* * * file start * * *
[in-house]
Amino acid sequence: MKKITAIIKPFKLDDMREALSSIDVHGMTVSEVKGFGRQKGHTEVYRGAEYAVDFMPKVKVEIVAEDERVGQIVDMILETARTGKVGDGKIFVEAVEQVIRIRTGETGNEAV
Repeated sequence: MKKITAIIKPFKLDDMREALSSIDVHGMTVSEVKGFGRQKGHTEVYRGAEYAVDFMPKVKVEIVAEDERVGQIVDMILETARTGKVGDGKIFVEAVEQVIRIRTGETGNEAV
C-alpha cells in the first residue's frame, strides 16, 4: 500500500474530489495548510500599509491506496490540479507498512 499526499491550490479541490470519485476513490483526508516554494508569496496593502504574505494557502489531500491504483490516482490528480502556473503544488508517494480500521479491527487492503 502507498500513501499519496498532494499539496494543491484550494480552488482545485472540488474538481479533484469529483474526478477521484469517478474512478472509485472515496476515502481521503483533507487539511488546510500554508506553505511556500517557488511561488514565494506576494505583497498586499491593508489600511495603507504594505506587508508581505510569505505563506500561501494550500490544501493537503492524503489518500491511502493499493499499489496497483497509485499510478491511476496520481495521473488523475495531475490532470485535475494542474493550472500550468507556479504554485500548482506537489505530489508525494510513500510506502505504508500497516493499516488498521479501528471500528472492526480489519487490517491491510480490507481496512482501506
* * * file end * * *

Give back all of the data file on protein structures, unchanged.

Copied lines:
[in-house]
Amino acid sequence: MKKITAIIKPFKLDDMREALSSIDVHGMTVSEVKGFGRQKGHTEVYRGAEYAVDFMPKVKVEIVAEDERVGQIVDMILETARTGKVGDGKIFVEAVEQVIRIRTGETGNEAV
Repeated sequence: MKKITAIIKPFKLDDMREALSSIDVHGMTVSEVKGFGRQKGHTEVYRGAEYAVDFMPKVKVEIVAEDERVGQIVDMILETARTGKVGDGKIFVEAVEQVIRIRTGETGNEAV
C-alpha cells in the first residue's frame, strides 16, 4: 500500500474530489495548510500599509491506496490540479507498512 499526499491550490479541490470519485476513490483526508516554494508569496496593502504574505494557502489531500491504483490516482490528480502556473503544488508517494480500521479491527487492503 502507498500513501499519496498532494499539496494543491484550494480552488482545485472540488474538481479533484469529483474526478477521484469517478474512478472509485472515496476515502481521503483533507487539511488546510500554508506553505511556500517557488511561488514565494506576494505583497498586499491593508489600511495603507504594505506587508508581505510569505505563506500561501494550500490544501493537503492524503489518500491511502493499493499499489496497483497509485499510478491511476496520481495521473488523475495531475490532470485535475494542474493550472500550468507556479504554485500548482506537489505530489508525494510513500510506502505504508500497516493499516488498521479501528471500528472492526480489519487490517491491510480490507481496512482501506